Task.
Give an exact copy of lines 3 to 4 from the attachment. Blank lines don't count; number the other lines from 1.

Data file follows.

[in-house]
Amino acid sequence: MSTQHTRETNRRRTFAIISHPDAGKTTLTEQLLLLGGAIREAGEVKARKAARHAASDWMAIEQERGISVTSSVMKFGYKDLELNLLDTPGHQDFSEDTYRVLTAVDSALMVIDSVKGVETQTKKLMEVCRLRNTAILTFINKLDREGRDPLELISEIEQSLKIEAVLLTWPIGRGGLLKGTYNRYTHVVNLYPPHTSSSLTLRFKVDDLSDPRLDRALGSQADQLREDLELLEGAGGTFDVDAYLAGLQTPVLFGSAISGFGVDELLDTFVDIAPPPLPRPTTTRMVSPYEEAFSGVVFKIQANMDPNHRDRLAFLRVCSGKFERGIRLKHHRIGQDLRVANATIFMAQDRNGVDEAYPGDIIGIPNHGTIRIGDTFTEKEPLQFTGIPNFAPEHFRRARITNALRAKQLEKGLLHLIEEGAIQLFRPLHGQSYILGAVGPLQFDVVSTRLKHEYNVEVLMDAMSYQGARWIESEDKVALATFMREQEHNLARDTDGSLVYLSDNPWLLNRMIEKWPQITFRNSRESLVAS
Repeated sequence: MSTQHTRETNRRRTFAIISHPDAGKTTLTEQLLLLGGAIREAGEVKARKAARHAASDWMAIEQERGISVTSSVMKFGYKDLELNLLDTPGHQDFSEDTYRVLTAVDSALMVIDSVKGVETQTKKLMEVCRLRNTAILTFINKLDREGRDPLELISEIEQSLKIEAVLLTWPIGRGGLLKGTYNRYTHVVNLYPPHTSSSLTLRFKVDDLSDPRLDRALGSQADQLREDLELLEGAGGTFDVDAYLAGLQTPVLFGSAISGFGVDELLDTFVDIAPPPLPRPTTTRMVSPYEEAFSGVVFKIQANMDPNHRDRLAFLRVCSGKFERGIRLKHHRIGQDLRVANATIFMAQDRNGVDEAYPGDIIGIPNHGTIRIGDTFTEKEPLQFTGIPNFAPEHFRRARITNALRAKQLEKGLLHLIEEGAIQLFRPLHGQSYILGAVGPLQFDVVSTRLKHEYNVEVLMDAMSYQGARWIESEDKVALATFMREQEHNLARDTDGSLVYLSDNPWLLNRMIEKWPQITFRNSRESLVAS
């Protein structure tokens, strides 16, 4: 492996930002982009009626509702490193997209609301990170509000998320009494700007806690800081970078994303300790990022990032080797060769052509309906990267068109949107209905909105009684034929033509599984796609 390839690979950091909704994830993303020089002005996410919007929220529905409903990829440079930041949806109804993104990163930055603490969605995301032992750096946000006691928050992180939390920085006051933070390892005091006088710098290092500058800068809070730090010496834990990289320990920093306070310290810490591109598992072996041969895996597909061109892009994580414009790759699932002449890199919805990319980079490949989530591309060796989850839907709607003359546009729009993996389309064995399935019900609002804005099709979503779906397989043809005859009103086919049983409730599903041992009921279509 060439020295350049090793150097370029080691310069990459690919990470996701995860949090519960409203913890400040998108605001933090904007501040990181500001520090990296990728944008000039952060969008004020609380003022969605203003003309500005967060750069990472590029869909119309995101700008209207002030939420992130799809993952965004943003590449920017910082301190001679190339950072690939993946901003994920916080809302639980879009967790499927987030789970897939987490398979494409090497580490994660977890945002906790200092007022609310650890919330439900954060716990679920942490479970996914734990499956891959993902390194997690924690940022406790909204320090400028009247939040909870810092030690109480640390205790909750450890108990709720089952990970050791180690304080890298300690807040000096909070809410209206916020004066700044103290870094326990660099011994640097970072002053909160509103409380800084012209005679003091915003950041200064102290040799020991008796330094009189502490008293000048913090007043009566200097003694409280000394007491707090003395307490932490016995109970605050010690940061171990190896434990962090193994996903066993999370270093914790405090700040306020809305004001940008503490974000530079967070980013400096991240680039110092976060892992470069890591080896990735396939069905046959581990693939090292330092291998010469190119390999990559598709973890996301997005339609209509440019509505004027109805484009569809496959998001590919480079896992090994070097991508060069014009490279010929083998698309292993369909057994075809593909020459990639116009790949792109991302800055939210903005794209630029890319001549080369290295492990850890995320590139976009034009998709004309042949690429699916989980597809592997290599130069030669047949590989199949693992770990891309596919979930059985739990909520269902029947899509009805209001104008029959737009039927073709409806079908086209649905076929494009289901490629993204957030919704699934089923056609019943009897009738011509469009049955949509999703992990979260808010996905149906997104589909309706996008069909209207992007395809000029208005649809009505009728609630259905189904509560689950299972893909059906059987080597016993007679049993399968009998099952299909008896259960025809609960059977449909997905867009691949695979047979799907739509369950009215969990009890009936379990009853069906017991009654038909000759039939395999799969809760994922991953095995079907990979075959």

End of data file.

Repeated sequence: MSTQHTRETNRRRTFAIISHPDAGKTTLTEQLLLLGGAIREAGEVKARKAARHAASDWMAIEQERGISVTSSVMKFGYKDLELNLLDTPGHQDFSEDTYRVLTAVDSALMVIDSVKGVETQTKKLMEVCRLRNTAILTFINKLDREGRDPLELISEIEQSLKIEAVLLTWPIGRGGLLKGTYNRYTHVVNLYPPHTSSSLTLRFKVDDLSDPRLDRALGSQADQLREDLELLEGAGGTFDVDAYLAGLQTPVLFGSAISGFGVDELLDTFVDIAPPPLPRPTTTRMVSPYEEAFSGVVFKIQANMDPNHRDRLAFLRVCSGKFERGIRLKHHRIGQDLRVANATIFMAQDRNGVDEAYPGDIIGIPNHGTIRIGDTFTEKEPLQFTGIPNFAPEHFRRARITNALRAKQLEKGLLHLIEEGAIQLFRPLHGQSYILGAVGPLQFDVVSTRLKHEYNVEVLMDAMSYQGARWIESEDKVALATFMREQEHNLARDTDGSLVYLSDNPWLLNRMIEKWPQITFRNSRESLVAS
């Protein structure tokens, strides 16, 4: 492996930002982009009626509702490193997209609301990170509000998320009494700007806690800081970078994303300790990022990032080797060769052509309906990267068109949107209905909105009684034929033509599984796609 390839690979950091909704994830993303020089002005996410919007929220529905409903990829440079930041949806109804993104990163930055603490969605995301032992750096946000006691928050992180939390920085006051933070390892005091006088710098290092500058800068809070730090010496834990990289320990920093306070310290810490591109598992072996041969895996597909061109892009994580414009790759699932002449890199919805990319980079490949989530591309060796989850839907709607003359546009729009993996389309064995399935019900609002804005099709979503779906397989043809005859009103086919049983409730599903041992009921279509 060439020295350049090793150097370029080691310069990459690919990470996701995860949090519960409203913890400040998108605001933090904007501040990181500001520090990296990728944008000039952060969008004020609380003022969605203003003309500005967060750069990472590029869909119309995101700008209207002030939420992130799809993952965004943003590449920017910082301190001679190339950072690939993946901003994920916080809302639980879009967790499927987030789970897939987490398979494409090497580490994660977890945002906790200092007022609310650890919330439900954060716990679920942490479970996914734990499956891959993902390194997690924690940022406790909204320090400028009247939040909870810092030690109480640390205790909750450890108990709720089952990970050791180690304080890298300690807040000096909070809410209206916020004066700044103290870094326990660099011994640097970072002053909160509103409380800084012209005679003091915003950041200064102290040799020991008796330094009189502490008293000048913090007043009566200097003694409280000394007491707090003395307490932490016995109970605050010690940061171990190896434990962090193994996903066993999370270093914790405090700040306020809305004001940008503490974000530079967070980013400096991240680039110092976060892992470069890591080896990735396939069905046959581990693939090292330092291998010469190119390999990559598709973890996301997005339609209509440019509505004027109805484009569809496959998001590919480079896992090994070097991508060069014009490279010929083998698309292993369909057994075809593909020459990639116009790949792109991302800055939210903005794209630029890319001549080369290295492990850890995320590139976009034009998709004309042949690429699916989980597809592997290599130069030669047949590989199949693992770990891309596919979930059985739990909520269902029947899509009805209001104008029959737009039927073709409806079908086209649905076929494009289901490629993204957030919704699934089923056609019943009897009738011509469009049955949509999703992990979260808010996905149906997104589909309706996008069909209207992007395809000029208005649809009505009728609630259905189904509560689950299972893909059906059987080597016993007679049993399968009998099952299909008896259960025809609960059977449909997905867009691949695979047979799907739509369950009215969990009890009936379990009853069906017991009654038909000759039939395999799969809760994922991953095995079907990979075959």